What to Expect When You’re Expecting (a Church)
A mother church experiences stress when birthing. The pains are physical, spiritual, emotional, and financial. Starting a new church sounds exciting, but a church needs to prepare for this birth in the some similar ways that a mother prepares for a new baby.
Having a Baby Creates Challenges
A mother church needs to expect to go through the rollercoaster challenges of mothering. Simply put, there’s going to be some confusion and conflict. Churches are not always prepared for how demanding birthing a new church is.
When Donna was in her final days of her third trimester with one of our daughters, she would ask (often through gritted, and smiling, teeth), “What did you do to me?” When she was delivering, she said, well, more things!
It’s a good thing children are so cute, because mom soon forgets about the pain and surprisingly they often want to have another one. Having a child is strenuous, but it’s amazing. (Isn’t there something in John’s gospel about this?)
It’s difficult and it’s often messy.
Just like Donna was (jokingly) mad, sometimes that “mothering pain” can really strain relationships.
When I was a seminary professor, one class researched 10 different churches planted by a mother church. Seven of the 10 had broken relationships with their mother church by the time they launched.
That is not a representative sample by any stretch of the imagination, but it is a significant example. A mother church has to expect difficulty and plan in advance for a proper response.
Here are three ways that I think mother churches can have a healthy birth of a new church.
Develop Church Planting Champions
A mother church needs two key champions to effectively plant a new church. Obviously, the lead pastor has to be a champion for church planting. The other champion can be an individual—perhaps the planter in sending—or it might be a task force, committee or church planting team that advocates for church planting.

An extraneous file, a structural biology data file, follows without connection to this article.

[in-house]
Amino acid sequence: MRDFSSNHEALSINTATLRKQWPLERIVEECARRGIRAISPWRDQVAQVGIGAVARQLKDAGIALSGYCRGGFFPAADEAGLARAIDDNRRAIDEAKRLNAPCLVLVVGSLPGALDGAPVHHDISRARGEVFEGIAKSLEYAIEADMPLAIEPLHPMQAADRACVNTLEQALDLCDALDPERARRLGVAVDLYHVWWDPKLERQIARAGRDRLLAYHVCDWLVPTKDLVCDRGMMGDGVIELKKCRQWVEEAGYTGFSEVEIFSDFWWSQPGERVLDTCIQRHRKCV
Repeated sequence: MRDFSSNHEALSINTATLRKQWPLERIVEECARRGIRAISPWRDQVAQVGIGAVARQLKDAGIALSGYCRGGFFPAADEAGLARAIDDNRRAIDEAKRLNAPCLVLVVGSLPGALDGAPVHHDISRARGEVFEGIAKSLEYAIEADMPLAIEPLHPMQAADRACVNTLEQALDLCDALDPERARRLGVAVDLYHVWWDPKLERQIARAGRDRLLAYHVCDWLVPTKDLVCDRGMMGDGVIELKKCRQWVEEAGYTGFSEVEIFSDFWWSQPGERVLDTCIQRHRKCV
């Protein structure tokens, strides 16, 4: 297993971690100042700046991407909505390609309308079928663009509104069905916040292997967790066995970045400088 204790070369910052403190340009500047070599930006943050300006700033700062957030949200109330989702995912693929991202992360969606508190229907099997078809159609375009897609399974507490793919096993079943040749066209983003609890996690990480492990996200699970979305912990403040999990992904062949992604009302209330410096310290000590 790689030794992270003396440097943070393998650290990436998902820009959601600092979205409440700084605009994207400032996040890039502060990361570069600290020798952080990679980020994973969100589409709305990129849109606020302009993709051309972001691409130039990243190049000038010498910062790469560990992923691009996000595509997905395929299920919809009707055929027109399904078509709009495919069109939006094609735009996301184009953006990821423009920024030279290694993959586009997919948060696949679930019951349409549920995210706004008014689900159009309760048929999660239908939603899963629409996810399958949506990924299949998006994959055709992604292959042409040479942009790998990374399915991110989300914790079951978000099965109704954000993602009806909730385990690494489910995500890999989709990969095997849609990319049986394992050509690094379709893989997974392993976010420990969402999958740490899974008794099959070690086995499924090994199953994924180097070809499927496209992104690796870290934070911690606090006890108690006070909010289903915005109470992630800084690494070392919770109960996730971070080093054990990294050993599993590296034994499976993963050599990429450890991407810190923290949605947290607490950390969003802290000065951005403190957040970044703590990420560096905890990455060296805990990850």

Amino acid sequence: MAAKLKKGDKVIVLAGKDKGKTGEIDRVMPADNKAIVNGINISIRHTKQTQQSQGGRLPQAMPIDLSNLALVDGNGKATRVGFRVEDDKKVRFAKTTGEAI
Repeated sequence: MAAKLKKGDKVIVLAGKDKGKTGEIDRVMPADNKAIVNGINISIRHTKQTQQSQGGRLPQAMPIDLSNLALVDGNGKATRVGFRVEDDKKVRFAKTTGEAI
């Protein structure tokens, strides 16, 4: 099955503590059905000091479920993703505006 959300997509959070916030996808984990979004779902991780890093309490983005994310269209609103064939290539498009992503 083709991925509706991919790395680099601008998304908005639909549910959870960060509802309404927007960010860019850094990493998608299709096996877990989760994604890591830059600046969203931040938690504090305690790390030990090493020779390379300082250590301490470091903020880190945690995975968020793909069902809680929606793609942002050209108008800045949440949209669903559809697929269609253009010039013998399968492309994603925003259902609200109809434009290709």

Designating advocates for the mission of church planting and for the church planter can alleviate some of the struggles. The planter needs to have a point person to communicate their needs to the mother church.
Establish a Commitment Between Churches
A written covenant between the planter and the sending church is important to establish a beneficial ongoing relationship. Most relational problems in life occur when expectations are not met. Expectations are almost impossible to meet when not clearly stated and agreed upon by both parties.
Over the years, the churches I have pastored have given money to plant churches that are Pentecostal, Presbyterian, and Baptist. We want to bless as many planters as we can. But we would not actually plant or give birth to to some of those churches out of our church because of the theological differences. For us, it is important to establish a covenant that has theological commonality.
It is advantageous also if the covenant includes the amount of freedom permissible for the planter to deviate from the practices and policies of the sending church. If a church planter has no freedom, then the covenant is probably too restrictive, as leaders have an entrepreneurial bent.
Some characteristics and practices are going to look differently than the sending church and a mother church should celebrate the differences. It is good, however, to address this beforehand in a written covenant. The more substantial the difference, the greater the need to have an understanding in advance.
Address Financial Commitments
Written financial agreements between the mother church and the church plant are vital. When the daughter church is funded through the mother church, there must be accountability, support, and buy-in. The terms and length of commitment must be explained in as much detail as possible.
In addition to the agreement and planned funded, we throw a baby shower for our church plants. We make a list of needed supplies and then set a cash goal for our church members. This allows church members to feel even more invested and meets the needs of the new congregation.
Have you been part of a successful church birth story? What helped both the mother and daughter church be ready for “the big day”?